Establishing trust is central to any functioning team, collaboration or supervision relationship. Becoming a PI and managing a team obviously means that you are no longer responsible for just your workload, you are now expected make progress using the skills and capabilities of others. One of the key components to successfully managing people is building trust. There are two basic types of trust: ‘practical’ and ‘emotional’:



Practical trust is earned by being reliable, meeting commitments, showing up on time, and doing what you say you’ll do. People rely on your competence and dependability and trust you to get the job done. This trust is fundamental. If you don’t have it, your team is facing some big problems. It can lead to a lack of communication, knowledge hoarding, micro-management, duplication of work, missed deadlines, and terrible productivity.


Emotional trust in the workplace will take your teamwork to the next level. It’s when people trust that you’re on their side. They know you’ll treat them kindly and respectfully, that you won’t judge them for their setbacks, and they’re comfortable telling you their honest thoughts, feelings, and ideas. This type of trust is, obviously, far more complex. It goes beyond hard work and respecting other people’s time; it requires a safe environment and a certain level of emotional intelligence which can be learned.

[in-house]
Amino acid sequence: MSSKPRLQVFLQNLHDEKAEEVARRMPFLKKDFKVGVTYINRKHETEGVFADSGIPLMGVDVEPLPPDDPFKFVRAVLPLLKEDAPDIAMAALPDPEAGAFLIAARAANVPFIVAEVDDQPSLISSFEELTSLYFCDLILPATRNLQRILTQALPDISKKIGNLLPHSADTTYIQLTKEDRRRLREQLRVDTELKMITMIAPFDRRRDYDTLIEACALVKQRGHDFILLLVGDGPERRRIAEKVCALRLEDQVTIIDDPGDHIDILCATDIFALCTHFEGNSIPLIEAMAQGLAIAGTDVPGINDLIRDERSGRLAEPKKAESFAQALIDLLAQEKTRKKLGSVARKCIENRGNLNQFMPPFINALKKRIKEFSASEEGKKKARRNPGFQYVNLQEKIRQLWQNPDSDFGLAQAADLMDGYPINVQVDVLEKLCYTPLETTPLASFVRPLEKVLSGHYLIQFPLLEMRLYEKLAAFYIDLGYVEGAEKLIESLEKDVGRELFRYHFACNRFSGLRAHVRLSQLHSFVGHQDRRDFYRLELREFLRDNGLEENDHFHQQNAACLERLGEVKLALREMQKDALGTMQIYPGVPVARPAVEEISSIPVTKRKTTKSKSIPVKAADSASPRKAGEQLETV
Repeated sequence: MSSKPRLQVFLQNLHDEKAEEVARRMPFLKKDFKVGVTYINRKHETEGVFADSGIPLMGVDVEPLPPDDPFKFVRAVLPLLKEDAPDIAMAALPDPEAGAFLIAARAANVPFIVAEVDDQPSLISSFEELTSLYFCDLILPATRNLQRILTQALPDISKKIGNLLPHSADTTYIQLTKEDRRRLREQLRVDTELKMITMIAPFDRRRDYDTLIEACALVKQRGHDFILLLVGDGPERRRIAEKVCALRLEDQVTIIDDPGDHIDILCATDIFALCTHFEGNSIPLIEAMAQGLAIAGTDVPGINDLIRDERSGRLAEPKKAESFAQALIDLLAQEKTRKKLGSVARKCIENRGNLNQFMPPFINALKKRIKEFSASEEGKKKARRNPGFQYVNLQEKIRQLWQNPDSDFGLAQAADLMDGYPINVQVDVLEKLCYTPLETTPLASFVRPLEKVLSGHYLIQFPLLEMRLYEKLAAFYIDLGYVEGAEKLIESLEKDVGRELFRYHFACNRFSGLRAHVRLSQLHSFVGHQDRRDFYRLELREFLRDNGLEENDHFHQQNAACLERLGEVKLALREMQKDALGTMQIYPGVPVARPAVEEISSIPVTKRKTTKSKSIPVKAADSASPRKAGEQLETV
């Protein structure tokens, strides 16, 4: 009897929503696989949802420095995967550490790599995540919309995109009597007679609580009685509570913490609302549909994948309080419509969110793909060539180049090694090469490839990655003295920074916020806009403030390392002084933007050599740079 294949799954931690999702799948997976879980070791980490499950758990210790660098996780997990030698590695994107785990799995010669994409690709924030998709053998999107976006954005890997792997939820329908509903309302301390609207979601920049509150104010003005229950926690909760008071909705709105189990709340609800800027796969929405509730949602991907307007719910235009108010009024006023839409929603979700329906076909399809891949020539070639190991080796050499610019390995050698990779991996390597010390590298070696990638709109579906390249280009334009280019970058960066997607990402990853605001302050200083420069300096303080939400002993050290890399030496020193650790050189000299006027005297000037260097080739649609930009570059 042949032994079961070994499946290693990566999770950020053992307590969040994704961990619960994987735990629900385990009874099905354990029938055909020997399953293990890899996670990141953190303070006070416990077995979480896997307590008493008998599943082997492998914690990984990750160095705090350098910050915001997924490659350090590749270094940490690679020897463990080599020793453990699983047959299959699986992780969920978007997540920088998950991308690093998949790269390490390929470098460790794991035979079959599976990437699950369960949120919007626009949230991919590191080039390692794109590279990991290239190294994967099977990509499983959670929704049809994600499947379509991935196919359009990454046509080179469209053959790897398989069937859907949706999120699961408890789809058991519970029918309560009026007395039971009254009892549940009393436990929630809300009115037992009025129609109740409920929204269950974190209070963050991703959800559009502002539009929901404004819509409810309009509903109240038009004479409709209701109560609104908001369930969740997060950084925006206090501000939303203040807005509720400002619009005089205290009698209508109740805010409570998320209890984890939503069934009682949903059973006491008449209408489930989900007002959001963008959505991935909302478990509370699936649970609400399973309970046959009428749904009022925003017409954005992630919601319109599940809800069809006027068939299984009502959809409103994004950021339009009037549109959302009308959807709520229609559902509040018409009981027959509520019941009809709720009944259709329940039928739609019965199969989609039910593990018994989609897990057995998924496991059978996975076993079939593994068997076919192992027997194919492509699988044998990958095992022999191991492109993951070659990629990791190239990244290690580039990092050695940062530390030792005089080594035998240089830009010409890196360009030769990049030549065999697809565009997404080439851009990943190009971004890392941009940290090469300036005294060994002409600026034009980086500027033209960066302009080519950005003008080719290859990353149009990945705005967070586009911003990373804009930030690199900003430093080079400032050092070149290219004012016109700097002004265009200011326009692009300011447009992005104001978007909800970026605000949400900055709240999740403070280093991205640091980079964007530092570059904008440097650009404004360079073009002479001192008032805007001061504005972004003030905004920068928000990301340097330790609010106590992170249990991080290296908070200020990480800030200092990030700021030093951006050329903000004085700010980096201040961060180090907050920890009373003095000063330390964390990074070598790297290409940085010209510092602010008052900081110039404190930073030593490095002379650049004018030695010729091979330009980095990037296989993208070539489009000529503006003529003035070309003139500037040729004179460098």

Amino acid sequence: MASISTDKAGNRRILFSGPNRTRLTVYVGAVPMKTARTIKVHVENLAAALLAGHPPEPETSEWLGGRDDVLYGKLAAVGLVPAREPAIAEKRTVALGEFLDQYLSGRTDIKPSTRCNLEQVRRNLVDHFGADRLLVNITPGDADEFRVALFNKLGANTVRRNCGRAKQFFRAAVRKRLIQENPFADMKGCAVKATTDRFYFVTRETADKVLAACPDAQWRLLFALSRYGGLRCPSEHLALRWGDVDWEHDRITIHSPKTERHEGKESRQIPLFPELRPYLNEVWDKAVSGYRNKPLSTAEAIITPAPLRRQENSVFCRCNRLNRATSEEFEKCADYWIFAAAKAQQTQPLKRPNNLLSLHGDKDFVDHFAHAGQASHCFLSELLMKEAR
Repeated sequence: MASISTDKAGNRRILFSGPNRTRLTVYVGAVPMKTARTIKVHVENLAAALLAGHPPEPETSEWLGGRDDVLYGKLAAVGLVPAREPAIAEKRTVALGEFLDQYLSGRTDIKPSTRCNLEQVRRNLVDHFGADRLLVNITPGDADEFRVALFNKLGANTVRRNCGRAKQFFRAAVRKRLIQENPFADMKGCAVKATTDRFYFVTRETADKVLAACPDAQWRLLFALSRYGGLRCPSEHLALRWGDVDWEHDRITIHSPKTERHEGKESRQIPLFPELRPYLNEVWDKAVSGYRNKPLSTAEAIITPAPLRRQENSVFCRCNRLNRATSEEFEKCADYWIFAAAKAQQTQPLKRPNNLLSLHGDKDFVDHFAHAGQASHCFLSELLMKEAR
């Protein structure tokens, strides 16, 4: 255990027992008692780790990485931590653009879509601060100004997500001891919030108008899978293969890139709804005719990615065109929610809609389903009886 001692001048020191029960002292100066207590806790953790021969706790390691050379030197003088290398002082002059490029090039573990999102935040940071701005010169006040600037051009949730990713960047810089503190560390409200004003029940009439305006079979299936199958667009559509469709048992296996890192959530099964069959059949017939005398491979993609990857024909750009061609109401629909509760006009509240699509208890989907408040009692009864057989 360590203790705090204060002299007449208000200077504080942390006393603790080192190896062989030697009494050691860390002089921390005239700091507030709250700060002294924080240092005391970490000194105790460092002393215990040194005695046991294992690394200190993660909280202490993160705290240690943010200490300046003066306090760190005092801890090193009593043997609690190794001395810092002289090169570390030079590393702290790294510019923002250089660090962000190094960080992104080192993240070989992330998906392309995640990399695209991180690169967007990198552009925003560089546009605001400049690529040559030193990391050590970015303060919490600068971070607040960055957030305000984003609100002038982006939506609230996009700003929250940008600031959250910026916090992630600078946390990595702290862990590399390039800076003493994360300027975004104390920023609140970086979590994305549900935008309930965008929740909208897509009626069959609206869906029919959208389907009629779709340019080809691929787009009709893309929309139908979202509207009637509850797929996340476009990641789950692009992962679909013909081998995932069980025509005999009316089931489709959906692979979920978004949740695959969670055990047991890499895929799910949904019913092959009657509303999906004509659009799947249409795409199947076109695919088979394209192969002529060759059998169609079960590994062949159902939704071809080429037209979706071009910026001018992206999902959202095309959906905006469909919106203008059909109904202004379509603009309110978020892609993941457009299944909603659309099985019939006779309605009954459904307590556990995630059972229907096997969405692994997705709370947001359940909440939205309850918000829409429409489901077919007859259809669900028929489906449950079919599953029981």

Trust is reciprocal – consciously work on building and earning trust. 
When people don’t trust you, it becomes obvious in their behaviour. They double-check your work, they micro-manage you, they don’t share concerns or opportunities, and they won’t be honest with their feedback.  These are just some of the symptoms.  Sometimes, it’s because the individual has a low trust threshold, and sometimes it just takes time to earn trust.

Two theories to help you think about what you can do to establish trust with your own team (or anyone!).

Building trust

To consider ways to build and earn trust, take a look at this video featuring two theories to help you think about what you can do to establish trust with your own team (or anyone!). 

Following on from the video, look at our download Worked example of the trust equation (pdf).

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